That’s not to say it’s an equal platform. Ochoa, known to control every detail and make changes right up to curtain time, doesn’t use improvisation in the studio with dancers when creating a new ballet. Instead, she arrives having poured herself into a theme, searched for, found and exhaustively become familiar with the music most connected to that theme, and with movement material developed on her own body. “I’m old-school,” she says, without apology.
Immediately, there’s a contradictory conversation she seems to have with herself. Ochoa says that although the work will always be grounded in something personal, something urgent that triggers her core, her ballets are not autobiographical. They are about retelling a story, be it hers, that of Frida Kahlo, or a narrative lived out by a character in Streetcar. Especially as she feels her body age, she sculpts the movement to fit the dancers in the moment. “Each time, I search for that child I was when I choreographed my first ballet at age 11. It is a craft and the more you practice it, the more you become comfortable with it.”
Comfort is most tested while striving to convey steps and their meaning to dancers: Without meaning, dances become buckets of random steps. Seeing a new ballet for the first time in a theater after the intimacy of a rehearsal studio, Ochoa says she faces her greatest moments of fear. “The theater takes over. I can’t control that. Does it work or not work? Sometimes stupid, simplistic moments have more value onstage. The muses: I wish they would whisper in my ear ahead of time. Communicating effectively [across physical] distance: that’s the biggest anxiety moment. My criticism level is high.”
Resetting a work, as she has done with Smuin, therefore, is a luxury. “You can look at your younger self. You notice that as a young choreographer you had so much to say and sometimes less is more. Sometimes giving more space to the music gets more to the heart of the matter.”
During her second week with the dancers, Ochoa re-choreographed small sections of Requiem, including the ending. Better able to pinpoint romantic aspects of the music and her movement, she surrendered to the work’s romanticism. “It’s almost like you exaggerate it, go over the top, but there’s a beauty and to share it on stage, with these classically-trained dancers who add long lines — it’s emotional.”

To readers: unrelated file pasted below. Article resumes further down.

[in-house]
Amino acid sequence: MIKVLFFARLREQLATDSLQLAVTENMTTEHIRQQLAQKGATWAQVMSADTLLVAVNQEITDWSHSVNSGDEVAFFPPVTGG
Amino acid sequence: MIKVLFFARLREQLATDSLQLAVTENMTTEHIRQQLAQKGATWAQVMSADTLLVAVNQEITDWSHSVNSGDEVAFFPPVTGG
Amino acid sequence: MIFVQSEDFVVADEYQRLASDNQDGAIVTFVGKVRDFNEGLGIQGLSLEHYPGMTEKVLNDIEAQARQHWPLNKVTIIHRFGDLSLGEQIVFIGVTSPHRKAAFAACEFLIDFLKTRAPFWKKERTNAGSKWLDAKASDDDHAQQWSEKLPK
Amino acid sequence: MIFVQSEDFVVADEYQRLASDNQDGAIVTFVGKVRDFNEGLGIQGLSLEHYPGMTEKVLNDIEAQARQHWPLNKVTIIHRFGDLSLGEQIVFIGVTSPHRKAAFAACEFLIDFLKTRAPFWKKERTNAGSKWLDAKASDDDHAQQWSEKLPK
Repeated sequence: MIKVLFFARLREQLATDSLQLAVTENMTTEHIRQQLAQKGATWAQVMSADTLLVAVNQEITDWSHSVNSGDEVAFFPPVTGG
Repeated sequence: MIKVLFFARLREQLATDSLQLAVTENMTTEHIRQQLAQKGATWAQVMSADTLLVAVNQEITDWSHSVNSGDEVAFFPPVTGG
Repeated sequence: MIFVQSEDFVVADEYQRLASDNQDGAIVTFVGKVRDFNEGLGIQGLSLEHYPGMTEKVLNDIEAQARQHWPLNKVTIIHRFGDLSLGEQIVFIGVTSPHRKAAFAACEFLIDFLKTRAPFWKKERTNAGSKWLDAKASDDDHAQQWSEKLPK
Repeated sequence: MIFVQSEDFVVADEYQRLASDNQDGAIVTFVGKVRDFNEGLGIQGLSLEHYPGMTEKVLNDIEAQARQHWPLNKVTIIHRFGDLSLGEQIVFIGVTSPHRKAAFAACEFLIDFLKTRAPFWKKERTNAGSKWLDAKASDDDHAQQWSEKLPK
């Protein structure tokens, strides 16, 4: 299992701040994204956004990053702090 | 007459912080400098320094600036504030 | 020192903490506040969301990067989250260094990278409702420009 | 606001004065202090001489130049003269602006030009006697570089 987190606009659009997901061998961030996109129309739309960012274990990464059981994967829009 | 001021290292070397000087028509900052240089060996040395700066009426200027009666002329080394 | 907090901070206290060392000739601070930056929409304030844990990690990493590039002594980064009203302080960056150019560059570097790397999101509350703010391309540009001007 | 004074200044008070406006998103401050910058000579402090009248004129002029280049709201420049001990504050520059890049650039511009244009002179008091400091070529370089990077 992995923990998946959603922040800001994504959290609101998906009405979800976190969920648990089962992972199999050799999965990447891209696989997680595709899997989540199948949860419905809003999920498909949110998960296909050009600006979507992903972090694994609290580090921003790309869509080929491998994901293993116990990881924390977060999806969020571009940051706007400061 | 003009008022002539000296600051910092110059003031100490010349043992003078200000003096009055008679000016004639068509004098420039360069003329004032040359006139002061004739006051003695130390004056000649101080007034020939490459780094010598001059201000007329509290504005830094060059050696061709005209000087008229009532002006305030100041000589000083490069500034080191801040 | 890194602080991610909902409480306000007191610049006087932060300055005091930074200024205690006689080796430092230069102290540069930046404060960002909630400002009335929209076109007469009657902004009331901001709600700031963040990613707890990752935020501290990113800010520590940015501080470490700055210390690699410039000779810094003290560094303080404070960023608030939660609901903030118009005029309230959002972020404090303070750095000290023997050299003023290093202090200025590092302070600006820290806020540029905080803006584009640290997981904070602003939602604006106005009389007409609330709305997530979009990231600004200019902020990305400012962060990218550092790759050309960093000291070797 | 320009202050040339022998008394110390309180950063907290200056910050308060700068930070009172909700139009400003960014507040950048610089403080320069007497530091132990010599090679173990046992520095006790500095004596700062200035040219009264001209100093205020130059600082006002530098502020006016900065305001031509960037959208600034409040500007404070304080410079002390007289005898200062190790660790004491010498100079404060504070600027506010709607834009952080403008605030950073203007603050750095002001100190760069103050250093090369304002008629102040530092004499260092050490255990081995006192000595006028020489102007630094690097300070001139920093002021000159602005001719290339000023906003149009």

Asked if she’d like to have her own company one day, Ochoa is absolute: “No. I like the unknown. It makes me creative. I come in not knowing the names, the culture, the politics of the company. I like that I feel neutral.”
Diving in cold turkey also feeds Ochoa’s primary ambition: to never repeat, or become predictable. “Every time, I hope I have the guts to try even one new aspect,” she says. There’s always something to research. The day I think there is nothing, I will stop.”
Stopping is unlikely, with the perfect men’s dance, canon group sections, more hard-for-me-to-make solos and traditional, gender-restrictive narratives like male-female relationships transported into 21st century relevance on the horizon. “Ballet should reflect the world we live in. Old narratives are tremendously beautiful, but it’s also necessary to put contemporary people onstage. Ballet is ready to evolve, to get lost on a path, to not be only about pushing the body to the limit. Ballets with narrative and humor, not just how much you can split your legs or how fast you can move. Are we still doing elegant dances? Yes. Are we further along the scale?”
Ochoa leaves the question dangling. Intentionally. After all, her ballets are meant not only to offer answers, but to lay groundwork for the next, most urgent question.
Also on the Dance Series 01 program are Fly Me to the Moon, Michael Smuin's Sinatra tribute, and Serenade for Strings by Garrett Ammon.